“Some think jewelry is where the most value is but not always,” said Herrera. “Others think it’s technology that’s valuable because they outlaid a lot of money — that’s a huge mistake too,” she said. “It might have been an expensive purchase but it depreciates rapidly and depends on advances in technology.”
“Sometimes though I have to call in the experts,” she said. “For things like antiques, stamps, coins, jewelry and unmarked collectible items, but I’ve yet to come across a Picasso.”
Estate sales, said Herrera, are fascinating. “I get to meet all kinds of people,” she said. “And I get to see some really interesting items like church pews and Stations of the Cross that a banker from the UK brought over with him.”
“In one estate sale about 10 years ago, the owner once worked in the Woolworth Corporate Building in New York as a mailman and used to deliver to some well-known cartoonists who worked there,” she said. “And they would give him their unwanted or unfinished original cartoons.”
When a family contacts Herrera to conduct a sale, she first meets with the family and then makes a general inventory of the home’s contents that both parties agree upon. Some of those contents include cars, boats, RVs and antiques.
“Once the contract is agreed and signed, it’s only then that I, and my team of helpers, can get to work on preparing for the sale,” she said. “Once, I needed a team of 10 helpers for one of the larger sales and once, I needed a sheriff’s deputy to help with traffic control.”
Herrera’s team of helpers are also her longtime friends and neighbors who have been with her from the beginning.
“They are the best and most trustworthy people you could ever know, said Herrera.
When Herrera and her team set to work, they allow plenty of time to sort through the merchandise. They go through every attic, closet, storage shed, cupboard, and drawer. They remove everything and each item is given a price sticker.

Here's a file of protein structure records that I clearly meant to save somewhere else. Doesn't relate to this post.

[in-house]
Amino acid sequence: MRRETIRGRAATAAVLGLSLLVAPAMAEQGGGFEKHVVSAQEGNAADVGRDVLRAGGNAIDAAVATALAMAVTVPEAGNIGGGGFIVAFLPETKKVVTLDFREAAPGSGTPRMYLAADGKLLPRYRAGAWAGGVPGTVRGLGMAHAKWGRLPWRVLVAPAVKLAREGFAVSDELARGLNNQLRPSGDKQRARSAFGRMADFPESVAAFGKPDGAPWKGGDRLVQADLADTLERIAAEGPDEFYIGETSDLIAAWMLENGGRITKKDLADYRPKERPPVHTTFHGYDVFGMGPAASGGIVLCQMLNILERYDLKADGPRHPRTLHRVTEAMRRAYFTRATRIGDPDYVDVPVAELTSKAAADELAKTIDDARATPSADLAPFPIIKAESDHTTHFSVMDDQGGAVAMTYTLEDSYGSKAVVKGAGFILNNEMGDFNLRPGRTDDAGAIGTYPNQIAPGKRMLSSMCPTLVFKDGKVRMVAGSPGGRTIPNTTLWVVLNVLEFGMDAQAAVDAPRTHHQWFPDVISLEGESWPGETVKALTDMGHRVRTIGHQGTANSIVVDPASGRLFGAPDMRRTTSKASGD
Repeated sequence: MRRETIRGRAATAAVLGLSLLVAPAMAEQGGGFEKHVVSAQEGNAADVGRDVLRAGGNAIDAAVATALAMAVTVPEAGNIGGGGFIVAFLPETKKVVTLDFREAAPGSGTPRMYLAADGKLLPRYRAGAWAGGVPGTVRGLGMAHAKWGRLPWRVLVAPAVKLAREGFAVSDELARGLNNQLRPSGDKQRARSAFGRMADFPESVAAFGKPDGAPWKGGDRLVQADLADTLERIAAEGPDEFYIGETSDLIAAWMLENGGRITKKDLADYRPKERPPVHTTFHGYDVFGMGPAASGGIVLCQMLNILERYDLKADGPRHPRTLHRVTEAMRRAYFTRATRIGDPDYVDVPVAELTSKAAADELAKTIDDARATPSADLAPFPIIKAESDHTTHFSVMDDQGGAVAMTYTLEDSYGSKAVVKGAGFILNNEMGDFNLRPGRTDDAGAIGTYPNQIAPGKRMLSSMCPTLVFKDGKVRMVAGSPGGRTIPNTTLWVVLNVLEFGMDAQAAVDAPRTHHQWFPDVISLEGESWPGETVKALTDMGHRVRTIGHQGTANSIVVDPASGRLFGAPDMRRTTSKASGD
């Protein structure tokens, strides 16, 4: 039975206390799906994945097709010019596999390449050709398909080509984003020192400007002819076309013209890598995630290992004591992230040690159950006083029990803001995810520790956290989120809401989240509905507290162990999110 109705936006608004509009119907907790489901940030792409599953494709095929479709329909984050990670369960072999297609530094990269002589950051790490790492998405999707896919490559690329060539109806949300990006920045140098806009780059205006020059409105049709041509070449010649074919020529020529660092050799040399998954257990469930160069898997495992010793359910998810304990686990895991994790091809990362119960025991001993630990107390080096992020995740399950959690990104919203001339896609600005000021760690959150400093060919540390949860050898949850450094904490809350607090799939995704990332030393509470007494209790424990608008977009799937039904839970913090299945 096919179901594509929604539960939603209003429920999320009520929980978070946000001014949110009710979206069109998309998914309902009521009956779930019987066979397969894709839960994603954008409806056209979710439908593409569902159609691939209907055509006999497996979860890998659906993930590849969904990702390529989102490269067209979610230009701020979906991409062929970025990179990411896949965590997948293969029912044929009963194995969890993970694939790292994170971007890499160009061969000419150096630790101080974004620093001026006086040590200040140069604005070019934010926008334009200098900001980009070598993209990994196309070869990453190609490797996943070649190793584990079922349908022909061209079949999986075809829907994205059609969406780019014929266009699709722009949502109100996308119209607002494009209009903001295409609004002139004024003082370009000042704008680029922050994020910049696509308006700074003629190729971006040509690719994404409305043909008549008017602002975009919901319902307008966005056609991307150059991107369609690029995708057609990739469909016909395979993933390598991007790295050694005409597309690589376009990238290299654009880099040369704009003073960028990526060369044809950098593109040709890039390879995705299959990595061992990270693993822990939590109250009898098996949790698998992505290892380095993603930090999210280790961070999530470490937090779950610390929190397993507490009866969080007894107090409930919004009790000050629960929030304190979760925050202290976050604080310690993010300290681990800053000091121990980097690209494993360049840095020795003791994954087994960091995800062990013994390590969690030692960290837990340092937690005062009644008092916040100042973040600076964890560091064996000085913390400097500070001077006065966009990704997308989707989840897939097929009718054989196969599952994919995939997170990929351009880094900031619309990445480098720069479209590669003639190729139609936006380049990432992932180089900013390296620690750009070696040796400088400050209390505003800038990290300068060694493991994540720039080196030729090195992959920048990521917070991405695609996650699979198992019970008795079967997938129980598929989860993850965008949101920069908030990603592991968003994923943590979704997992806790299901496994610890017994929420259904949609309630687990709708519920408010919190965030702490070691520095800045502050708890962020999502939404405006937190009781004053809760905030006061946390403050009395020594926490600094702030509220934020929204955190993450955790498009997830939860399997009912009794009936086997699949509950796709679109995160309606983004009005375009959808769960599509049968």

Research is the key to pricing goods for an estate sale. Herrera said it is important for her to keep up to date with current design trends. She uses resources like Pinterest, eBay, Etsy, Craigslist and regularly visits antique malls and used furniture stores. She also has a large library of books to help her identify specific pieces.
“We make sure we keep private letters, medical records, and financial paperwork separated from sale goods, as well as family photographs and memorabilia,” she said. “We have found hidden money, jewelry savings bonds too.”
Retired Realtor, Linda Mezzacapo formerly of Century 21 Alliance Realty, said “she had the pleasure of working with Herrera whose services were a lifesaver.”
“Maggie is a kind, compassionate and reliable person and is honest, fair and very knowledgeable,” said Mezzacapo.
“I could always depend on her and would recommend her services without hesitation.”
Then, the house is thoroughly cleaned and everything displayed attractively in preparation for sale days.
“This whole process takes a lot of work to set up and execute,” she said. “It can take up to a week to complete and even longer on larger homes and I couldn’t do it without my team of dedicated helpers,” she explained.
Indian Bay’s estate sales are conducted over a 2-day period — on Friday and Saturdays. The sales are usually held every other weekend and advertised beforehand in newspapers, journals and online.
“I advertise and post photos of items on my website during the week before the sale date and then I get a feel for how popular the sale will be and how many people will turn up,” she said.
On the first day of sale, Indian Bay Estate Sales is prepared for the early birds. These are buyers who have spotted items they know they can resell at a profit, like a Peter Max piece of artwork. Peter Max is an American artist known for using bright colors in his work.
“I’ve had buyers who have come as early as 2 a.m. to wait in line,” she said. “That particular buyer was keen to buy a Vintage “Raindrops” Sculpture by Curtis Jeré, a metalwork artist of wall sculptures and household accessories”
“High end collectibles, nice furniture and house decorations are sold in the first few hours,” Herrera said. “On the second day, items are usually discounted at noon on the second day - except for items where we hold the prices if we know it is worth more than the half price.”
After the sale is over, there will be a some unsold items and for those Herrera has a regular contractor, based Chiefland, Florida who will negotiate a price and take them away.
“I love this business,” said Herrera. “I meet such lovely people who are going through a very emotional time in their lives. I like to tell them their items and memories are going to happy places.”
“Of course, it’s every estate sales agent’s dream to be called to that one special home that might be crammed with wonderful antiques and highly collectible items, but that’s a rare occurrence,” she said. “They’re definitely very few and far between,” she said.
INDIAN BAY ESTATE SALES
Indian Bay Estate Sales is located in Spring Hill, Florida
Facebook: Indian Bay Estate Sales